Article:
A new fan

I’ve always been a sucker for quiet fans. For my current PC I have a fanless VGA card, quiet power supply and an Antec quiet case. Even with my two RAIDed Raptors, the noise is hardly noticeable. Well, that was until mid-last week, when suddenly my PC started making an ominously loud noise, akin to the turbine hall of a nuclear reactor.

After taking the side off my case and having a listen, I deduced the standard- issue AMD CPU cooler was the culprit. As I’ve had excellent experiences before with Zalman coolers, I decided to replace the ailing bog-standard AMD cooler with a Zalman quiet fan from Quiet PC.

A few days after making the order the package arrived (it’s so handy working from home when you order stuff online!) Installation was pretty easy, as expected — the hardest bit was just working out which way around to put everything. After carefully checking I’d plugged everything back in where it should be I powered on. Hurrah — the fan span up, the CPU started up and all was well....nearly.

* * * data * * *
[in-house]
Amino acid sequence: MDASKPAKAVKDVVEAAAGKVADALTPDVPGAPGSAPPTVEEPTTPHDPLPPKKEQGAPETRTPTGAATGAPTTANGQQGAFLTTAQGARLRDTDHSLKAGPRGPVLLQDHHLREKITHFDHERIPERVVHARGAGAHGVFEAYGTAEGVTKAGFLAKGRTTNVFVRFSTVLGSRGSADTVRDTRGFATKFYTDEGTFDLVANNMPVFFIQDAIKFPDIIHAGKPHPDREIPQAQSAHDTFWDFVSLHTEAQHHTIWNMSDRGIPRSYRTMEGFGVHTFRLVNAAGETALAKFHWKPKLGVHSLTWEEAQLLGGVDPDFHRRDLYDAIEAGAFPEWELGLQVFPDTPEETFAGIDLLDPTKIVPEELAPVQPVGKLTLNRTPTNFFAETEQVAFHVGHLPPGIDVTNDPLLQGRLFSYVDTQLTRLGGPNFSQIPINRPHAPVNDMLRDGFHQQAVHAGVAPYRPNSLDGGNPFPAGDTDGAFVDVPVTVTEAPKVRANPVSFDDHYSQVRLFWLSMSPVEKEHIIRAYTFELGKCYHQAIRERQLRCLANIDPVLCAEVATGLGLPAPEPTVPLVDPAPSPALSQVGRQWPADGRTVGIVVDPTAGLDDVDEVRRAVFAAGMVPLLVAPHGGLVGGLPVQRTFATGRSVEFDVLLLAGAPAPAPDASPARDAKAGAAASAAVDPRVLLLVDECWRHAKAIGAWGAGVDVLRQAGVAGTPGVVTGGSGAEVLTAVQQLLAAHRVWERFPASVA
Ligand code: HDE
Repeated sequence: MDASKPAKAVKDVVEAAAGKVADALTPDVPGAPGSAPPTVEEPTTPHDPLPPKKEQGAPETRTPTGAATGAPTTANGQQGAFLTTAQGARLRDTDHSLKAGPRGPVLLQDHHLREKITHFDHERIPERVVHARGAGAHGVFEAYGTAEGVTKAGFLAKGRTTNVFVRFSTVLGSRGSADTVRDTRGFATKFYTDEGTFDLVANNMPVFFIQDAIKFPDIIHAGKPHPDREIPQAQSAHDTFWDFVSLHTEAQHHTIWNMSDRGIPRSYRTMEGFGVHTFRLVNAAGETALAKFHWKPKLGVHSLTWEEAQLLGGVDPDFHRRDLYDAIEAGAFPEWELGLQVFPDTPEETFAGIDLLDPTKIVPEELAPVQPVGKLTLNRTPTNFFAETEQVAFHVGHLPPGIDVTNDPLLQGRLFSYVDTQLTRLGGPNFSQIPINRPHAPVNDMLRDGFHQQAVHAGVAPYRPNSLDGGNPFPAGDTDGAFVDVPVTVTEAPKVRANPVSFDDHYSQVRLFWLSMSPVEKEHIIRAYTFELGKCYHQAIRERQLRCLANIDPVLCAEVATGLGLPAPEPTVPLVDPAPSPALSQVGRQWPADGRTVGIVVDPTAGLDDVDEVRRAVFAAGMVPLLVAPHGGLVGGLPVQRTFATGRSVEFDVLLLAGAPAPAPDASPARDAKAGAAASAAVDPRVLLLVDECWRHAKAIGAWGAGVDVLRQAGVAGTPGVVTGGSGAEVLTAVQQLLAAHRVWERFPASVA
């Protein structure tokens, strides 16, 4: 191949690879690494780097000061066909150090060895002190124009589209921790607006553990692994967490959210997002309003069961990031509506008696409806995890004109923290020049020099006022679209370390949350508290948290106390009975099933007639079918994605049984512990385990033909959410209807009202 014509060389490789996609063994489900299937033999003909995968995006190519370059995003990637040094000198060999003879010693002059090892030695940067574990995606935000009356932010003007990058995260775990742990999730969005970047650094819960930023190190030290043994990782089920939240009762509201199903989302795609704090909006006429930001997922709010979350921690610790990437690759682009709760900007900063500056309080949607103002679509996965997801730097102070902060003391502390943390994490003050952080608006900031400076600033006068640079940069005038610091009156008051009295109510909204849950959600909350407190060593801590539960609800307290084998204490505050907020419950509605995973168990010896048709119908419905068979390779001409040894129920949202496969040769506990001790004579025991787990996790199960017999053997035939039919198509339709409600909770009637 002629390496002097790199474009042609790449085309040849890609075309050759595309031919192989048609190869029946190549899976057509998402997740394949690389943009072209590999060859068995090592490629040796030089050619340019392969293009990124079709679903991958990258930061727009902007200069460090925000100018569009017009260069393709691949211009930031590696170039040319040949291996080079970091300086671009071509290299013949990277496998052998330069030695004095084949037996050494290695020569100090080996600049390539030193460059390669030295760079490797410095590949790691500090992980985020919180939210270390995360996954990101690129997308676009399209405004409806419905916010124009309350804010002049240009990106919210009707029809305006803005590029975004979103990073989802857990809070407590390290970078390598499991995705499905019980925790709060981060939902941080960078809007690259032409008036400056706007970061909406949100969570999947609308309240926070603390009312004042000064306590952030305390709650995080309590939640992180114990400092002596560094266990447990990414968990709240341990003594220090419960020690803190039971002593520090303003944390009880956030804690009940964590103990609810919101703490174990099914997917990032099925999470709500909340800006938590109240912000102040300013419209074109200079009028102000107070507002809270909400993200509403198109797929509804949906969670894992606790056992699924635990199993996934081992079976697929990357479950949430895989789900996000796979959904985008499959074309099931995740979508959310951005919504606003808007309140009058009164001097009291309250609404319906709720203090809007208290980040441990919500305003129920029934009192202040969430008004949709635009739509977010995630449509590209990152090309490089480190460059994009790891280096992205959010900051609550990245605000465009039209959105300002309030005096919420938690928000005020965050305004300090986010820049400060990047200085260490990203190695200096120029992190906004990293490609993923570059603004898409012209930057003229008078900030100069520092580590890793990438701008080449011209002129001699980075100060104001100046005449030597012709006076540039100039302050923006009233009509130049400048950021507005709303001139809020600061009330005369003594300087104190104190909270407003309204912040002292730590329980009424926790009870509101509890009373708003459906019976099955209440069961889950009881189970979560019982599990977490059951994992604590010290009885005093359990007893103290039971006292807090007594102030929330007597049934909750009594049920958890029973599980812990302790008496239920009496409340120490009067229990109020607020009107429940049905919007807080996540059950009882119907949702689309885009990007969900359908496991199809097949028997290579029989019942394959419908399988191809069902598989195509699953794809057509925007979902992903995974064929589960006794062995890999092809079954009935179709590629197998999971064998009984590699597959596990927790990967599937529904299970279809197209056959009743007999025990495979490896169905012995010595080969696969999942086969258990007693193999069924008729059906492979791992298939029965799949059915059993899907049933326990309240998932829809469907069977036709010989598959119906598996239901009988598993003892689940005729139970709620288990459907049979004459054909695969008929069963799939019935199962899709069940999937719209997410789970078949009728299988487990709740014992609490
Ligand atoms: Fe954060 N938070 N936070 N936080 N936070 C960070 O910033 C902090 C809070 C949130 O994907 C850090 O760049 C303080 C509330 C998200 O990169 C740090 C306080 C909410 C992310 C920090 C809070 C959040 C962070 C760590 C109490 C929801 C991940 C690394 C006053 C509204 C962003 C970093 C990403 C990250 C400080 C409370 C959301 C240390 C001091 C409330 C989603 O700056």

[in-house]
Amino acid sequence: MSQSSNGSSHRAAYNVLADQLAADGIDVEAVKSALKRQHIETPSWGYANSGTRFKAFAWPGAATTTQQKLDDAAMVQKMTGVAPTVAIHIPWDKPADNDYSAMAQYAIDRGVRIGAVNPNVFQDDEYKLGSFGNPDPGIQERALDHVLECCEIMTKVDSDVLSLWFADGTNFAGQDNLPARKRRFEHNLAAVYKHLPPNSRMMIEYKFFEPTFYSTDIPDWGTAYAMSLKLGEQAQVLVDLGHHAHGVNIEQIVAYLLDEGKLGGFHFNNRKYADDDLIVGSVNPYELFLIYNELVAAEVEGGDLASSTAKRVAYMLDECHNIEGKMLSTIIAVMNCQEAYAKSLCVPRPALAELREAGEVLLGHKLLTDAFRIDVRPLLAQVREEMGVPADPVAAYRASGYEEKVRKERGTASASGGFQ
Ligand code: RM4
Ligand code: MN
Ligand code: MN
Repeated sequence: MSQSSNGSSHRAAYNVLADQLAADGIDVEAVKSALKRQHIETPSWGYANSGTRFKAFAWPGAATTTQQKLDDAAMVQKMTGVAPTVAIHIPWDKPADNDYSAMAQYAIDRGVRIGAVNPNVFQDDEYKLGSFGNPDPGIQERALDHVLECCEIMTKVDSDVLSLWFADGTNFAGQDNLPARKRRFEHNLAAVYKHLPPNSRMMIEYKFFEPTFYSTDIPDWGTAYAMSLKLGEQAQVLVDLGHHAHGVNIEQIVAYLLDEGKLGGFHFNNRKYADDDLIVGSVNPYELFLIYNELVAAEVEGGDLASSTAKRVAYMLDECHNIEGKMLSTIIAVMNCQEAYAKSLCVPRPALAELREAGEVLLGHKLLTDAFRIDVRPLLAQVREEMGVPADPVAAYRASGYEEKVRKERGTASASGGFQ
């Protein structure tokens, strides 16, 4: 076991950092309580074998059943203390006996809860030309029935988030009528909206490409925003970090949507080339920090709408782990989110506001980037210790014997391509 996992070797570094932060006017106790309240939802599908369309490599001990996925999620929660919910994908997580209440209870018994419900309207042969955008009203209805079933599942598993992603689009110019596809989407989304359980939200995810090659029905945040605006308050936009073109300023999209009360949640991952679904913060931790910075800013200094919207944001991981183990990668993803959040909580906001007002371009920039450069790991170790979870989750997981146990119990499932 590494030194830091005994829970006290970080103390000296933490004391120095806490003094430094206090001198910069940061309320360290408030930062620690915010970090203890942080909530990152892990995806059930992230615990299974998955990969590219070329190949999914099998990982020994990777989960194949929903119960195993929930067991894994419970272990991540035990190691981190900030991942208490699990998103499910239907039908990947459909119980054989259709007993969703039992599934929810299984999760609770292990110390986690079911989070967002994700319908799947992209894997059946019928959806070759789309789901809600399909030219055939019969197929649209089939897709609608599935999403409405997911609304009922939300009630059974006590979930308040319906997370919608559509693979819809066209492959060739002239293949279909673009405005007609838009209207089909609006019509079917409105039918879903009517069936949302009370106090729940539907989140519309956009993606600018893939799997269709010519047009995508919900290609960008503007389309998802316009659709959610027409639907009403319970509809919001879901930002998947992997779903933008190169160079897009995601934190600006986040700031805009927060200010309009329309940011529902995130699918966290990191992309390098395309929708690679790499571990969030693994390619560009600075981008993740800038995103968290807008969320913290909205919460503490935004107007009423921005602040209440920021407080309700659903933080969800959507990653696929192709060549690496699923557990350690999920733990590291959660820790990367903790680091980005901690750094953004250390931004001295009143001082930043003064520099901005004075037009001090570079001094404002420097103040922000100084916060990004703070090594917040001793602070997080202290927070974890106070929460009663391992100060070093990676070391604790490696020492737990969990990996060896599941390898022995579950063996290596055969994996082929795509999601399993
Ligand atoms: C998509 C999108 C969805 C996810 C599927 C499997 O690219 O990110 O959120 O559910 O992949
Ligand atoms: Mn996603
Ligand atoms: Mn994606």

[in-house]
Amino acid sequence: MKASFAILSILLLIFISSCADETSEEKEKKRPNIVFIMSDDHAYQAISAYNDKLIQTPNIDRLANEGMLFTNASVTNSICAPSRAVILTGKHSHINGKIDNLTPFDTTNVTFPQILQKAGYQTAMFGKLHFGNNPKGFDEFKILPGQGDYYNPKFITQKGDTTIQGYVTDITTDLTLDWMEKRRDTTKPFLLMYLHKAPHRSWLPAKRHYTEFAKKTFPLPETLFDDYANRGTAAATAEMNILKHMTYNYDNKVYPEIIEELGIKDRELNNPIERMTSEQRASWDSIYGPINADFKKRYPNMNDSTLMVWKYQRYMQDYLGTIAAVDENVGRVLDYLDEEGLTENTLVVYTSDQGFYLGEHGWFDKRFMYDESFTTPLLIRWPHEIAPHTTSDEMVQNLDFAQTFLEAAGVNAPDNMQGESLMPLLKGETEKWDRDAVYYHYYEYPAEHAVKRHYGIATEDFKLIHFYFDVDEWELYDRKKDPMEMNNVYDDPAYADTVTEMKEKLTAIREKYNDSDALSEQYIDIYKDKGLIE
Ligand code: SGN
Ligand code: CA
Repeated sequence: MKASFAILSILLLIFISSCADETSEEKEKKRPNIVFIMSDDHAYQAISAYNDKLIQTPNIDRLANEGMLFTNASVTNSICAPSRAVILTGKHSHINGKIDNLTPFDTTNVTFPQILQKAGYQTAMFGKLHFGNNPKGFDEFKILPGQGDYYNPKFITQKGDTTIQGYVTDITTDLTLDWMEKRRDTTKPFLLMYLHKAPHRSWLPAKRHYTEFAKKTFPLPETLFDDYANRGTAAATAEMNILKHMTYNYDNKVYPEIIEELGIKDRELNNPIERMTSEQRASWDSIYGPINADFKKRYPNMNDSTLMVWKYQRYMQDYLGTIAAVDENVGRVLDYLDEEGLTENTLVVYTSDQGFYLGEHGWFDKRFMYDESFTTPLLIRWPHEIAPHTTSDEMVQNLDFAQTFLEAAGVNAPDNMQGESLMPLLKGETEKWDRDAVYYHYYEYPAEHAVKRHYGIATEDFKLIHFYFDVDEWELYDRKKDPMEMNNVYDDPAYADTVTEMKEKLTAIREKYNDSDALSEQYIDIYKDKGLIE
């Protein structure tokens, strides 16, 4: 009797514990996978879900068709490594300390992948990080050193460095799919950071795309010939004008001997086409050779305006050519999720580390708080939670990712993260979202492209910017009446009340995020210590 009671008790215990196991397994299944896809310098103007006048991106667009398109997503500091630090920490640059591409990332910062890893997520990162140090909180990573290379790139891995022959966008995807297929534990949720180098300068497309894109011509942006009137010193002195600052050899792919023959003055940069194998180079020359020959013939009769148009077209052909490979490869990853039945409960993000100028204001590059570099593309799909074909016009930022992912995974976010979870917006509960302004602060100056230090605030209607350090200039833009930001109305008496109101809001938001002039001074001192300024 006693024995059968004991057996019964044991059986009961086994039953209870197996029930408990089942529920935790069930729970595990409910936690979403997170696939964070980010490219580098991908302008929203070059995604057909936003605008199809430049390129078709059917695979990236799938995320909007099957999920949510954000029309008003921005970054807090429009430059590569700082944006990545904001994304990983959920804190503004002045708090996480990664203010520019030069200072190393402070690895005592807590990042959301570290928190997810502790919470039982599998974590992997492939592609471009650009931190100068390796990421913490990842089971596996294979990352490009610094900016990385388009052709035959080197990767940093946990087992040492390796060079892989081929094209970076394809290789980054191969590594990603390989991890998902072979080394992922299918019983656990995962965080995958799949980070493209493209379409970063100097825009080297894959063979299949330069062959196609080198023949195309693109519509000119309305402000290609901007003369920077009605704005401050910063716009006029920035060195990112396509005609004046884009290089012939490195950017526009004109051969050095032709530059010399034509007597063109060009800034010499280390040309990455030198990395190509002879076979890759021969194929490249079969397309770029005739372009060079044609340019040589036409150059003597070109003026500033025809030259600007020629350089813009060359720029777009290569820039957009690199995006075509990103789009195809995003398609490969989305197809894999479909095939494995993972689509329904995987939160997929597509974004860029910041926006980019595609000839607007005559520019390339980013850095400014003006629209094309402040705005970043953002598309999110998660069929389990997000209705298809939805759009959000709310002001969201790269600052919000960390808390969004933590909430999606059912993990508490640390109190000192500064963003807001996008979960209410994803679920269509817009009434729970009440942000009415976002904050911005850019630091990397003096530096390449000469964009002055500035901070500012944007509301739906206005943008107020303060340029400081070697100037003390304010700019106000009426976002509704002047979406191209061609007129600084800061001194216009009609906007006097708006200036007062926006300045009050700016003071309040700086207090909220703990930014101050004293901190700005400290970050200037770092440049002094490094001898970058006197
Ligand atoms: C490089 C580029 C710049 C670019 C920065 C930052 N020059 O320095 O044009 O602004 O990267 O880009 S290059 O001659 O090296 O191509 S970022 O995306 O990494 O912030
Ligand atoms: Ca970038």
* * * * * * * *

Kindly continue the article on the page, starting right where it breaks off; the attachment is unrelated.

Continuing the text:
The old and new fans, side by
sideThe fully installed fan

As quiet and wonderful as the Zalman cooler was…the appalling noise remained! I’d completely overlooked the chipset fan when identifying the source of the noise — the real culprit was the cheap-and-nasty fan that cools the chipset! I was annoyed, but not ready to give up that easily. I unscrewed the fan and took it to pieces very carefully. After cleaning the inside bits, and applying liberal amounts of WD40, I reasssembled it, and then span it up to full speed in both directions using my Dyson vacuum cleaner to suck air across it from either side. This loosened and cleared out the gunk, and when placed back on the motherboard the noise had gone — yay!

All in all, I’m still pleased with my new cooler, despite it not really being needed. The LED lights on it are pretty cool, though they contribute signifantly to the light pollution in my room at night — what with the blue LEDs on the motherboard, RAM chip lights and front light on the case! This isn’t such a problem any more since I’ve started actually turning the PC off at night. On a related note while I’m away in New Zealand I’m planning on leaving it off, but using Wake on LAN to power it up remotely when I need to access it — I got that working earlier in the week and it’s pretty damn cool! The laptop can now wake up the main PC from anywhere in the world!

More pics on my Picasa Web Album.

Filed under: Blog
Posted at 13:50:20 BST on 11th October 2006.

About Matt Godbolt

Matt Godbolt is a C++ developer working in Chicago in the finance industry.